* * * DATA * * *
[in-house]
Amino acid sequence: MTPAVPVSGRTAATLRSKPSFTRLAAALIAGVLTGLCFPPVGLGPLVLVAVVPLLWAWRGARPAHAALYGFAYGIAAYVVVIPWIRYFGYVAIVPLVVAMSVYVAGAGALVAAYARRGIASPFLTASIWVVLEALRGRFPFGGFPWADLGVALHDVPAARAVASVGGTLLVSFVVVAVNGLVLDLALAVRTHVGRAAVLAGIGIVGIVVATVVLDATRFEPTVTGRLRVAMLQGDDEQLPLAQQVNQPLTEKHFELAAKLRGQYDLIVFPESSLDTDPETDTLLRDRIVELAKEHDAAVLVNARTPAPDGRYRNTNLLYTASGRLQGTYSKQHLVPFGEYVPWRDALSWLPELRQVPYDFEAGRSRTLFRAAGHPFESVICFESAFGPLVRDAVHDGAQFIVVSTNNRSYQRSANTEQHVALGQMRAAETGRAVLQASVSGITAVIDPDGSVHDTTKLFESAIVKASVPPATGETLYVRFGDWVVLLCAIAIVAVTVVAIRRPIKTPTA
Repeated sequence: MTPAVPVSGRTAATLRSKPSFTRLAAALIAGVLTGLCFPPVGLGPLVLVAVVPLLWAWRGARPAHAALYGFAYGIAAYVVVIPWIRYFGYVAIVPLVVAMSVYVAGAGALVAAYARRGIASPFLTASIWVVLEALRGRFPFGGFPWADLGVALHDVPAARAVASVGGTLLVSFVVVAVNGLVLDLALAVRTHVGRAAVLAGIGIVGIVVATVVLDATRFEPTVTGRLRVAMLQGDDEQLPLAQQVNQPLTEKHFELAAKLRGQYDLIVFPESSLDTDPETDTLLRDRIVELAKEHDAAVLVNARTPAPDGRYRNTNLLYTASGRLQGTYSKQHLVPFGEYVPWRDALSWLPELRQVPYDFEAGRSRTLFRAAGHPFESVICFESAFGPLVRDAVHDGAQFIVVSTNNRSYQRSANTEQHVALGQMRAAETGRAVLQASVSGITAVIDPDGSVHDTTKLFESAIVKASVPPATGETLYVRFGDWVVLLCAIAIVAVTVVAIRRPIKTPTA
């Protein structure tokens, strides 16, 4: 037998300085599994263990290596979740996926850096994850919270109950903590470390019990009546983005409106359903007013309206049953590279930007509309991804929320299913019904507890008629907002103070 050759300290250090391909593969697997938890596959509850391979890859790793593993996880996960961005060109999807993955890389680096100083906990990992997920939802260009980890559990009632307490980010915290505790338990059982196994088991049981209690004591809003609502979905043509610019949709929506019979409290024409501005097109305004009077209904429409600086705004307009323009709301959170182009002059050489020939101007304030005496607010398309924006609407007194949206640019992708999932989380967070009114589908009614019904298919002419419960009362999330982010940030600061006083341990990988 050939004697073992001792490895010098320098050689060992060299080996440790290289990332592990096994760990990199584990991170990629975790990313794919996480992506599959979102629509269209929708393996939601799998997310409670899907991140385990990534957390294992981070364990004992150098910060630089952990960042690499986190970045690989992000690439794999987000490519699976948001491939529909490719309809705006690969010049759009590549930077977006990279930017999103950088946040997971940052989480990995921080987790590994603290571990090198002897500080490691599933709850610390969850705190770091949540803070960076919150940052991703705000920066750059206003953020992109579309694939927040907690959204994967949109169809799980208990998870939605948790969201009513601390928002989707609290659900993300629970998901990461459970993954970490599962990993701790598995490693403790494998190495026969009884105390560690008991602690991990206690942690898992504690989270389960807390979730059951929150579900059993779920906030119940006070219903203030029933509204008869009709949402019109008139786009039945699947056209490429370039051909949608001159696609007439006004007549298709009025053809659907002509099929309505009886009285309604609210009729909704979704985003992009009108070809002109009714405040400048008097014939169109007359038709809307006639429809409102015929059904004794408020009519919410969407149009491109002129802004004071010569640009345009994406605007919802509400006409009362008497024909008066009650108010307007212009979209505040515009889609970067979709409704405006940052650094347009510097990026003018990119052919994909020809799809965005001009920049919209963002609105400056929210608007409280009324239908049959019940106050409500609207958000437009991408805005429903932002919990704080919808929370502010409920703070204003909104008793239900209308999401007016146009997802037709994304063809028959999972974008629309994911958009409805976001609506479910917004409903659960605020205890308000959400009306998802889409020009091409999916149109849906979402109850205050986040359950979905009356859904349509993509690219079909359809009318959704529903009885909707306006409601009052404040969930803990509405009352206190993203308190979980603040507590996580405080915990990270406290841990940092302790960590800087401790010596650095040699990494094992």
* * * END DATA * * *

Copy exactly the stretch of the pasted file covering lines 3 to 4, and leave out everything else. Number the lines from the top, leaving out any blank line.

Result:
Repeated sequence: MTPAVPVSGRTAATLRSKPSFTRLAAALIAGVLTGLCFPPVGLGPLVLVAVVPLLWAWRGARPAHAALYGFAYGIAAYVVVIPWIRYFGYVAIVPLVVAMSVYVAGAGALVAAYARRGIASPFLTASIWVVLEALRGRFPFGGFPWADLGVALHDVPAARAVASVGGTLLVSFVVVAVNGLVLDLALAVRTHVGRAAVLAGIGIVGIVVATVVLDATRFEPTVTGRLRVAMLQGDDEQLPLAQQVNQPLTEKHFELAAKLRGQYDLIVFPESSLDTDPETDTLLRDRIVELAKEHDAAVLVNARTPAPDGRYRNTNLLYTASGRLQGTYSKQHLVPFGEYVPWRDALSWLPELRQVPYDFEAGRSRTLFRAAGHPFESVICFESAFGPLVRDAVHDGAQFIVVSTNNRSYQRSANTEQHVALGQMRAAETGRAVLQASVSGITAVIDPDGSVHDTTKLFESAIVKASVPPATGETLYVRFGDWVVLLCAIAIVAVTVVAIRRPIKTPTA
């Protein structure tokens, strides 16, 4: 037998300085599994263990290596979740996926850096994850919270109950903590470390019990009546983005409106359903007013309206049953590279930007509309991804929320299913019904507890008629907002103070 050759300290250090391909593969697997938890596959509850391979890859790793593993996880996960961005060109999807993955890389680096100083906990990992997920939802260009980890559990009632307490980010915290505790338990059982196994088991049981209690004591809003609502979905043509610019949709929506019979409290024409501005097109305004009077209904429409600086705004307009323009709301959170182009002059050489020939101007304030005496607010398309924006609407007194949206640019992708999932989380967070009114589908009614019904298919002419419960009362999330982010940030600061006083341990990988 050939004697073992001792490895010098320098050689060992060299080996440790290289990332592990096994760990990199584990991170990629975790990313794919996480992506599959979102629509269209929708393996939601799998997310409670899907991140385990990534957390294992981070364990004992150098910060630089952990960042690499986190970045690989992000690439794999987000490519699976948001491939529909490719309809705006690969010049759009590549930077977006990279930017999103950088946040997971940052989480990995921080987790590994603290571990090198002897500080490691599933709850610390969850705190770091949540803070960076919150940052991703705000920066750059206003953020992109579309694939927040907690959204994967949109169809799980208990998870939605948790969201009513601390928002989707609290659900993300629970998901990461459970993954970490599962990993701790598995490693403790494998190495026969009884105390560690008991602690991990206690942690898992504690989270389960807390979730059951929150579900059993779920906030119940006070219903203030029933509204008869009709949402019109008139786009039945699947056209490429370039051909949608001159696609007439006004007549298709009025053809659907002509099929309505009886009285309604609210009729909704979704985003992009009108070809002109009714405040400048008097014939169109007359038709809307006639429809409102015929059904004794408020009519919410969407149009491109002129802004004071010569640009345009994406605007919802509400006409009362008497024909008066009650108010307007212009979209505040515009889609970067979709409704405006940052650094347009510097990026003018990119052919994909020809799809965005001009920049919209963002609105400056929210608007409280009324239908049959019940106050409500609207958000437009991408805005429903932002919990704080919808929370502010409920703070204003909104008793239900209308999401007016146009997802037709994304063809028959999972974008629309994911958009409805976001609506479910917004409903659960605020205890308000959400009306998802889409020009091409999916149109849906979402109850205050986040359950979905009356859904349509993509690219079909359809009318959704529903009885909707306006409601009052404040969930803990509405009352206190993203308190979980603040507590996580405080915990990270406290841990940092302790960590800087401790010596650095040699990494094992």